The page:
Editor’s Desk: Local Community Reporting with The Miami Student

Miami University’s student newspaper claims to be the oldest college paper west of the Alleghenies.

In 1996, my dad graduated from Miami University.

If you’re not from the Midwest or my home state, I’m sure you assumed this school was in Florida, but it’s actually a state school in Oxford, a city in southwest Ohio.

Miami University was founded in 1809, 36 years before Florida even became a state in 1845 — a fact my dad loves bringing up anytime someone gets confused.

The university’s student paper — The Miami Student — was even established in 1826 and claims to be the oldest college newspaper west of the Allegheny Mountains, according to their Editor-in-Chief Sean Scott. 

Scott is a fourth-year double majoring in journalism and urban and regional planning, further pursuing a certificate in geographic information sciences. 

On our Zoom call, he explained he wants to tell stories using spatial data. 

In August, he and his managing editor created interactive maps illustrating voter turnout and precinct-by-precinct results for the Ohio Issue 1 special election in Butler County — the county that houses Miami and Oxford.

“There’s always university news, there are always decisions being made and budget stuff happening and people to profile with the school, but my favorite part is that we get to cover Oxford,” said Scott, 22.

During his first year, Scott took on the city council beat for The Miami Student, attending bi-weekly public meetings. He said this gave him a deeper appreciation for local government and inspired the addition of his urban planning degree.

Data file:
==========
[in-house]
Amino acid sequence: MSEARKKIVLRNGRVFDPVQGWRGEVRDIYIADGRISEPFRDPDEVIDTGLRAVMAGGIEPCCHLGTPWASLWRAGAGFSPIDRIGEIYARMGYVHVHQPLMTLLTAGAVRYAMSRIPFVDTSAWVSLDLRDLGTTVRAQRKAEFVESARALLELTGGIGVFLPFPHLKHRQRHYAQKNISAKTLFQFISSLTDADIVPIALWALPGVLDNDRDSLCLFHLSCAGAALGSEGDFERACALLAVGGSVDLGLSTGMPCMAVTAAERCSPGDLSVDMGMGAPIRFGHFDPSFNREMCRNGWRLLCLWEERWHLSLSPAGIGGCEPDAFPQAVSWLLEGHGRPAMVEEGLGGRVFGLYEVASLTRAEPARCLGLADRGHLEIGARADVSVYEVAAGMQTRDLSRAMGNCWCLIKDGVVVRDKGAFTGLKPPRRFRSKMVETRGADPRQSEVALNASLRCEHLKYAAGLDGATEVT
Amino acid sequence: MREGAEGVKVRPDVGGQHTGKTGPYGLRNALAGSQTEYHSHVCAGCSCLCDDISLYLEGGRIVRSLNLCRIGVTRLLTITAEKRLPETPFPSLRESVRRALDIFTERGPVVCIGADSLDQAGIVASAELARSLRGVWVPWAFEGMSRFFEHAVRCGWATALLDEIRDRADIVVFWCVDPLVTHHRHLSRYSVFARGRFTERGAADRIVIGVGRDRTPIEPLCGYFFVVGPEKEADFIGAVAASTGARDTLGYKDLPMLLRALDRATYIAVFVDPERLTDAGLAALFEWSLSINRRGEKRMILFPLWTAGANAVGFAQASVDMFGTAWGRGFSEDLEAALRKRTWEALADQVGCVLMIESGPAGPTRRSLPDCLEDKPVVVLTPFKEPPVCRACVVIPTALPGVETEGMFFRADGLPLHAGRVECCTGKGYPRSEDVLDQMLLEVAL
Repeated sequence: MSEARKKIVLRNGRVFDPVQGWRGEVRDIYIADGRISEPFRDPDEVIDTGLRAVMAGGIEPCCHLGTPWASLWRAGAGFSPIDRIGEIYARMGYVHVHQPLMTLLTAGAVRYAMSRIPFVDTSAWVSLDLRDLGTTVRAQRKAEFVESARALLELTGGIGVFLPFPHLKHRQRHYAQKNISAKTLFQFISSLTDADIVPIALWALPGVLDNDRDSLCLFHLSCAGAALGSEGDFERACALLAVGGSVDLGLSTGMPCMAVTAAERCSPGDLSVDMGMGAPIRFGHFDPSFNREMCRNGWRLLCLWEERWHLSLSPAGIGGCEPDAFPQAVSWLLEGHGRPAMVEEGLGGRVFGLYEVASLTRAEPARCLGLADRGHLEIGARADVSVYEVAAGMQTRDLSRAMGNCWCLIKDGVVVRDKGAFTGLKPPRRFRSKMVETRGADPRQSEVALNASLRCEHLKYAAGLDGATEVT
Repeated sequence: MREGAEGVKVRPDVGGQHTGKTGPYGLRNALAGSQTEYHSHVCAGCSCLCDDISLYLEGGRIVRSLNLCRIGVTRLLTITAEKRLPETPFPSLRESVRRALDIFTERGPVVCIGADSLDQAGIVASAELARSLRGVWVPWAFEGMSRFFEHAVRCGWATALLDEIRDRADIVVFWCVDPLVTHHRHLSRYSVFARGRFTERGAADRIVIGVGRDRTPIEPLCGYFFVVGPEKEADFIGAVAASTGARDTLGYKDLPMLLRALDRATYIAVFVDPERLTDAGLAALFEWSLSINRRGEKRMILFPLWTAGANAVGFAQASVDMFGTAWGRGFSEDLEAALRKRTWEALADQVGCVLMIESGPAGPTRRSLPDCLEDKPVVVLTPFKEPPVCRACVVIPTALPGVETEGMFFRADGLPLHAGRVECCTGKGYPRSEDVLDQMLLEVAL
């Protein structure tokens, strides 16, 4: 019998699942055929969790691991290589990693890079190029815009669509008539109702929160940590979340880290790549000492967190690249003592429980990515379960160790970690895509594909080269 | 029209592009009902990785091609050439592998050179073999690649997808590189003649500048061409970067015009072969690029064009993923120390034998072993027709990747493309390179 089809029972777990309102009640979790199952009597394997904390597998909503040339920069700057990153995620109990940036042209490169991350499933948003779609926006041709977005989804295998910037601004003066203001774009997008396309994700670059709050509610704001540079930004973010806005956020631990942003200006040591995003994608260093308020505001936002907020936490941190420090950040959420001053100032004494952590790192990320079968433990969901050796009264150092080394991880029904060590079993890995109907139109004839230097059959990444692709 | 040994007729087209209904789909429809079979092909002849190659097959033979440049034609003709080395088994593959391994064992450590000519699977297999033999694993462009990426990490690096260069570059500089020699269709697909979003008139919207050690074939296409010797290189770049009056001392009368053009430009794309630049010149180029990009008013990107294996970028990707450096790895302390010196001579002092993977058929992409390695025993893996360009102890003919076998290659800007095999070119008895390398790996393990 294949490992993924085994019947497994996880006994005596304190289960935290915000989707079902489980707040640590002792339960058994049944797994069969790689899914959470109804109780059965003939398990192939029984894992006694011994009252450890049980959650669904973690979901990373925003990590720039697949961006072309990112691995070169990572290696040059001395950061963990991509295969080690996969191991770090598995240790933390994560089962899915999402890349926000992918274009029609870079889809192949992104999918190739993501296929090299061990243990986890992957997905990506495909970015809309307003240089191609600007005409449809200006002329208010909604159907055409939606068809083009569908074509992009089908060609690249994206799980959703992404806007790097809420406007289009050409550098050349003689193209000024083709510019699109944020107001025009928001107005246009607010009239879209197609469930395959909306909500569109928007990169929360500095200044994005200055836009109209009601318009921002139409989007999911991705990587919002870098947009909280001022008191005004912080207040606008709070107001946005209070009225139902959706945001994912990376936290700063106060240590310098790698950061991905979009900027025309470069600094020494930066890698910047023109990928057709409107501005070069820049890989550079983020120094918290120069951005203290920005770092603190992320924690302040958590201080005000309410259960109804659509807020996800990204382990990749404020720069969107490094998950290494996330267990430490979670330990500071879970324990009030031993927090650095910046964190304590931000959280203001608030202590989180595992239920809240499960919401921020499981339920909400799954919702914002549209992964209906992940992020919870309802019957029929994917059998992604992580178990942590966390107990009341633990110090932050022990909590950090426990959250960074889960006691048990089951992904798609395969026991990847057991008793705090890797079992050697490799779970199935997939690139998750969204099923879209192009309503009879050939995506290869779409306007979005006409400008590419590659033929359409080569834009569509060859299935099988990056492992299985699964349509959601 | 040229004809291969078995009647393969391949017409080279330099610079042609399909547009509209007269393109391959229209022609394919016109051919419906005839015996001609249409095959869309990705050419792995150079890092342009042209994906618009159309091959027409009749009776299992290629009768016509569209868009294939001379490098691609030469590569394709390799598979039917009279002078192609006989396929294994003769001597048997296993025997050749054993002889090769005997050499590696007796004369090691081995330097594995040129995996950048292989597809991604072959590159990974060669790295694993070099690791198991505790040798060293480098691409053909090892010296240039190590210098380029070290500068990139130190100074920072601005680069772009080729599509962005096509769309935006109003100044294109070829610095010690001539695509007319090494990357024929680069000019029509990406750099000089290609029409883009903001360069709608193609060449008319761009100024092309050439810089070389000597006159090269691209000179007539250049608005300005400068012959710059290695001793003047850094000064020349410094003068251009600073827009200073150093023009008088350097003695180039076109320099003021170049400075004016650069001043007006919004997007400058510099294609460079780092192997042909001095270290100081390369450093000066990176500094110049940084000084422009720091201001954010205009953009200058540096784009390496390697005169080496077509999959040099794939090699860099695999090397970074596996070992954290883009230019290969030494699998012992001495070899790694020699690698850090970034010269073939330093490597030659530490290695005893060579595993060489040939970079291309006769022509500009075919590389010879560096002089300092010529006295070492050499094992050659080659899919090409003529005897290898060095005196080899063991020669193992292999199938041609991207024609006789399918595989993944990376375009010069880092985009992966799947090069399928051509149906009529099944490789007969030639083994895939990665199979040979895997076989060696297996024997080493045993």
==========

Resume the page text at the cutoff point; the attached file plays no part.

One of my favorite parts about working at The Phoenix is our coverage of news in Rogers Park and Edgewater — two of Chicago’s 77 distinct neighborhoods that all feel like their own small town.

Whether it’s the closure of the oldest theater in Chicago or election coverage for the 48th and 49th wards, I think some of our paper’s most interesting and enriching stories come from our interaction with the local community.

“It’s definitely a good experience to be able to report on the community and not just focus on the school,” Scott said. “It feels good to be the news source for the town.”

Scott said he enjoys living in the “very contained” small town that is Oxford, adding he’ll often see professors outside of campus.

When I was deciding where to go to college, Miami was one of my top choices, but Loyola stood out because it felt like the best of both worlds in terms of geography. Just a train ride away was the center of the third-largest city in America, but I could still live with the “small town” feel that Rogers Park and Edgewater offers.

Even though the Pittsburgh-native loves Oxford, Scott said he and some other members of The Miami Student’s staff share a collective dream.

“We are all determined to end up in Maine and have a house together,” Scott said, smiling. “We’d have to do some crazy things to make it happen, but I think that’s the goal.”

The Miami Student Editor-in-Chief Sean Scott has been on his paper since his first year. (Jake Ruffer / The Miami Student)

I want to thank Scott for being so excited for our meeting and engaging on the call. Maybe I’ll see you in Maine someday.

When I asked him how often he thinks about the Roman Empire, Scott said he didn’t think about it very frequently at all before the question started sprouting up — maybe once every two months. To further understand the phenomenon, read our story in arts where we spoke to professors and students on the topic. In opinion, read why the historical period was so important.

Lastly, happy early birthday to my dad. Go RedHawks.

Featured image courtesy of Sean Scott / The Miami Student

Special thanks to Opinion Editor Aidan Cahill for the interactive maps.

Austin Hojdar

Austin Hojdar